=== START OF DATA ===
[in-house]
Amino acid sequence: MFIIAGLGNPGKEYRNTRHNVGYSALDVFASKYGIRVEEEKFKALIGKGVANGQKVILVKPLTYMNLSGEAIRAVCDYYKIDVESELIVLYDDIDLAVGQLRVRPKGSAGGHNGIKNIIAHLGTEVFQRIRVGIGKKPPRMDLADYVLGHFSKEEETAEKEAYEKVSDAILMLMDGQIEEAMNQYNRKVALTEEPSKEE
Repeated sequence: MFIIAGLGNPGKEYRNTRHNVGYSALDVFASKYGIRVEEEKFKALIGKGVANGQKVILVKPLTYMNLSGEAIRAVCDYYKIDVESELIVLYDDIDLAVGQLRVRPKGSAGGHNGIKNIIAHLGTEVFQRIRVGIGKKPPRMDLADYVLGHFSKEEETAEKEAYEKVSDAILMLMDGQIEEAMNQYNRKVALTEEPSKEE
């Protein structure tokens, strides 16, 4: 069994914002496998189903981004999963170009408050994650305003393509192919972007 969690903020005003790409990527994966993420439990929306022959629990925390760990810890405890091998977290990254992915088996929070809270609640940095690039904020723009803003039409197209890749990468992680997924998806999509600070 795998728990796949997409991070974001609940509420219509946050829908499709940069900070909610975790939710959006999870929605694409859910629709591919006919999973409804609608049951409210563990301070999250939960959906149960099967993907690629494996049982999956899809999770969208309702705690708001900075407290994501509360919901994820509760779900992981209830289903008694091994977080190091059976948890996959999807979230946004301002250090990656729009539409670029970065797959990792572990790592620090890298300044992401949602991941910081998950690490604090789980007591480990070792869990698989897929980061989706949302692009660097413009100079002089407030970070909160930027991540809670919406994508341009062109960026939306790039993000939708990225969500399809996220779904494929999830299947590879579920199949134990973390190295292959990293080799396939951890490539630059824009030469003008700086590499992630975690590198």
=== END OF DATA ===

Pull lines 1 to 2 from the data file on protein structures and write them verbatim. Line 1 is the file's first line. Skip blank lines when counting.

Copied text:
[in-house]
Amino acid sequence: MFIIAGLGNPGKEYRNTRHNVGYSALDVFASKYGIRVEEEKFKALIGKGVANGQKVILVKPLTYMNLSGEAIRAVCDYYKIDVESELIVLYDDIDLAVGQLRVRPKGSAGGHNGIKNIIAHLGTEVFQRIRVGIGKKPPRMDLADYVLGHFSKEEETAEKEAYEKVSDAILMLMDGQIEEAMNQYNRKVALTEEPSKEE